Is America's Thirst for Expensive Oil Fueling Dictators?
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After a decade in which oil-producing countries struggled with weak
markets, booming prices have suddenly rearranged global politics. All
but forgotten during the 1990's, OPEC now is influencing decisions from
Washington to Beijing. How will Washington deal with powerful oil
exporters who are determined to confront US might? Also, producing stem
cells without destroying human embryos, and Asia's tiger economies have long put business ahead of politics, but now they must confront Myanmar's democracy crackdown. Jim Sterngold guest hosts.
(L-R) Venezuelan President Hugo Chavez, Iranian President Mahmoud Ahmadinejad and Saudi King Abdullah bin Abdul Aziz al-Saud attend the OPEC meeting in Riyadh, 17 November 2007
Photo: Hassan Ammar/AFP/Getty Images
Stem Cell Breakthrough ()
Two teams of scientists, one in Japan and another in Wisconsin, have solved a medical riddle by producing stem cells for research without destroying human embryos in the process. The discovery may allow scientists to get around ethical concerns about harming human life and unleash greater federal funding. But some experts say researchers should not give up work with tried-and-true embryonic stem cells just yet. Gideon Gil is health and science editor of the Boston Globe.
- Gideon Gil: Health and Science Editor, Boston Globe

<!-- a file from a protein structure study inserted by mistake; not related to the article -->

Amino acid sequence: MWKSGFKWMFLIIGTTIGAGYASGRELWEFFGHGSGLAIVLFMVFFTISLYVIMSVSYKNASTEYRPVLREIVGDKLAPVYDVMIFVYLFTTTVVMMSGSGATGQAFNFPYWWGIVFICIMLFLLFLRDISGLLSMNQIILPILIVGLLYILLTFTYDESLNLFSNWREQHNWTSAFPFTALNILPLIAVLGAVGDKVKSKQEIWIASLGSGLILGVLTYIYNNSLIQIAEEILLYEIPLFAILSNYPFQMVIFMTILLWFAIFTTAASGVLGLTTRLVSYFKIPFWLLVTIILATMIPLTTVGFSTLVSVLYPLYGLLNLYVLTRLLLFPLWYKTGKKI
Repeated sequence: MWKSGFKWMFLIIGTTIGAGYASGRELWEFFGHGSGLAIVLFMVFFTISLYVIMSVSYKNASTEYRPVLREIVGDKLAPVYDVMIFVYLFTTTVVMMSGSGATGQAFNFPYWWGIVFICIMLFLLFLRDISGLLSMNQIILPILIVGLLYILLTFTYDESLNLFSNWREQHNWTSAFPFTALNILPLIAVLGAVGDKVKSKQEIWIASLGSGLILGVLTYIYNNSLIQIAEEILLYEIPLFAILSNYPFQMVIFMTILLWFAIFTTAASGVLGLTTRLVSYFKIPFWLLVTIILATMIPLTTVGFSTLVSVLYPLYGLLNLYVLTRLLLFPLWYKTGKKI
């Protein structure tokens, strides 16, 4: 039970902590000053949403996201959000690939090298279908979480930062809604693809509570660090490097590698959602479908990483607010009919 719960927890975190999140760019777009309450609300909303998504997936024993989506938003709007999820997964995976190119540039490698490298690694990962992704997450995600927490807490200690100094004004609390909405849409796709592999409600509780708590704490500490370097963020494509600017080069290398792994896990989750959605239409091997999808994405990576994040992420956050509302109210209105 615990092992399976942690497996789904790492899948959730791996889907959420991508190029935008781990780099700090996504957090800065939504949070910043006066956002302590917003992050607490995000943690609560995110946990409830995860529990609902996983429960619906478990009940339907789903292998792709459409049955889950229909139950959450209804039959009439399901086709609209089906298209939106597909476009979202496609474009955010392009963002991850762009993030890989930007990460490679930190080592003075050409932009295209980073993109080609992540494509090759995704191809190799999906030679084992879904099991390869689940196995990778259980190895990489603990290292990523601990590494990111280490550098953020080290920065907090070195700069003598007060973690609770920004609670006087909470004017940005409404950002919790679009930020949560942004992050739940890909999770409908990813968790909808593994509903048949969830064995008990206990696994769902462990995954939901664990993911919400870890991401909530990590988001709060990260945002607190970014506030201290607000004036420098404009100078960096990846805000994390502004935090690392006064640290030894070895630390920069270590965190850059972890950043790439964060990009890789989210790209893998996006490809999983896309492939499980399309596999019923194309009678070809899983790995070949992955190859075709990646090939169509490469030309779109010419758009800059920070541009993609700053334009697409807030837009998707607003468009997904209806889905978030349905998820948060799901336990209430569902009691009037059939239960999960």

High Oil Prices Shifting Global Wealth and Power ()
A decade ago, oil prices hovered near $20 a barrel and national security experts talked about missiles not pipelines. But the war in Iraq, instability in the Middle East and soaring energy demand have made oil an unsettling global issue. Today, as the US finds itself competing with China to lock up new oil supplies, oil prices hover near $100 a barrel, hurting US consumers but sending hundreds of billions of dollars to Venezuela and Iran, which have become major irritants to Washington. How is this flood of petro-dollars affecting American security? How is the US economy coping? Can the US ever cut its oil dependence? How have surging oil prices rearranged global politics?
- Anne Korin: Co-Director, Institute for the Analysis of Global Security
- Aaron Friedberg: Professor of Politics and International Affairs, Princeton University
- Kenneth Rogoff: Professor of Economics, Harvard University
- Philip Verleger: independent petroleum economist
ASEAN Adopts Charter despite Differences over Myanmar ()
A long-time loose group of countries focused on trade and business, the Association of Southeast Asian Nations is trying to forge a common market roughly similar to the European Union. But the question of how to confront Myanmar's crackdown on democracy has left ASEAN divided. Will Indonesia, Malaysia, Thailand and Singapore start to take a stand on democracy, and are they turning away from the US as China booms? Donald Emmerson is director of the Southeast Asia Forum at Stanford’s Shorenstein Center and the author of many papers and books on the region.
- Donald Emmerson: Director of the South East Asia Forum, Stanford University's Shorenstein Asia-Pacific Research Center
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